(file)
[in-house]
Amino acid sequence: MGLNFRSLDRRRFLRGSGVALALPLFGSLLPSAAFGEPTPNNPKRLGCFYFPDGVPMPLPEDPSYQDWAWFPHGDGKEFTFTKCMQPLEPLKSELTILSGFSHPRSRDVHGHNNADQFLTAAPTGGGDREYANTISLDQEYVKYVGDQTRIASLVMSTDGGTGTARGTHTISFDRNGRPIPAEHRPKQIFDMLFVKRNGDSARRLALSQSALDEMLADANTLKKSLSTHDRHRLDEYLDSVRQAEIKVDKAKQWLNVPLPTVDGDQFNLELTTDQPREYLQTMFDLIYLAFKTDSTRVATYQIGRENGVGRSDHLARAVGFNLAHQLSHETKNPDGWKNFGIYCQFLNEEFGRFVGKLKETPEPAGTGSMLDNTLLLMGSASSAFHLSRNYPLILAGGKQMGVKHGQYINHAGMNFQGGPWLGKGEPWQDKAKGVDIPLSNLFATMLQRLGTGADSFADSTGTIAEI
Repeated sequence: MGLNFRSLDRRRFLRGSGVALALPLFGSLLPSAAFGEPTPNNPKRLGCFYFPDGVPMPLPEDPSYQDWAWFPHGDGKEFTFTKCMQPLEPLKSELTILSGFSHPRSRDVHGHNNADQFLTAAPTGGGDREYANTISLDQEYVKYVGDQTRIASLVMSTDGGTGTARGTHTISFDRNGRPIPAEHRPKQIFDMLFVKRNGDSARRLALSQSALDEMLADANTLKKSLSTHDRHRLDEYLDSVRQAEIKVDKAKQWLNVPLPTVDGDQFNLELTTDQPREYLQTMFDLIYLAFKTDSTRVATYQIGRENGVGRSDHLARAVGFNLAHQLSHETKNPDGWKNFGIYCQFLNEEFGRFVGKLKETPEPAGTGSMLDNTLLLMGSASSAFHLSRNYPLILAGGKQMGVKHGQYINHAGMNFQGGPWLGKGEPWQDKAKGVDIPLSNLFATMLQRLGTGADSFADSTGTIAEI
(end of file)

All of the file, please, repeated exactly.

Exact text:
[in-house]
Amino acid sequence: MGLNFRSLDRRRFLRGSGVALALPLFGSLLPSAAFGEPTPNNPKRLGCFYFPDGVPMPLPEDPSYQDWAWFPHGDGKEFTFTKCMQPLEPLKSELTILSGFSHPRSRDVHGHNNADQFLTAAPTGGGDREYANTISLDQEYVKYVGDQTRIASLVMSTDGGTGTARGTHTISFDRNGRPIPAEHRPKQIFDMLFVKRNGDSARRLALSQSALDEMLADANTLKKSLSTHDRHRLDEYLDSVRQAEIKVDKAKQWLNVPLPTVDGDQFNLELTTDQPREYLQTMFDLIYLAFKTDSTRVATYQIGRENGVGRSDHLARAVGFNLAHQLSHETKNPDGWKNFGIYCQFLNEEFGRFVGKLKETPEPAGTGSMLDNTLLLMGSASSAFHLSRNYPLILAGGKQMGVKHGQYINHAGMNFQGGPWLGKGEPWQDKAKGVDIPLSNLFATMLQRLGTGADSFADSTGTIAEI
Repeated sequence: MGLNFRSLDRRRFLRGSGVALALPLFGSLLPSAAFGEPTPNNPKRLGCFYFPDGVPMPLPEDPSYQDWAWFPHGDGKEFTFTKCMQPLEPLKSELTILSGFSHPRSRDVHGHNNADQFLTAAPTGGGDREYANTISLDQEYVKYVGDQTRIASLVMSTDGGTGTARGTHTISFDRNGRPIPAEHRPKQIFDMLFVKRNGDSARRLALSQSALDEMLADANTLKKSLSTHDRHRLDEYLDSVRQAEIKVDKAKQWLNVPLPTVDGDQFNLELTTDQPREYLQTMFDLIYLAFKTDSTRVATYQIGRENGVGRSDHLARAVGFNLAHQLSHETKNPDGWKNFGIYCQFLNEEFGRFVGKLKETPEPAGTGSMLDNTLLLMGSASSAFHLSRNYPLILAGGKQMGVKHGQYINHAGMNFQGGPWLGKGEPWQDKAKGVDIPLSNLFATMLQRLGTGADSFADSTGTIAEI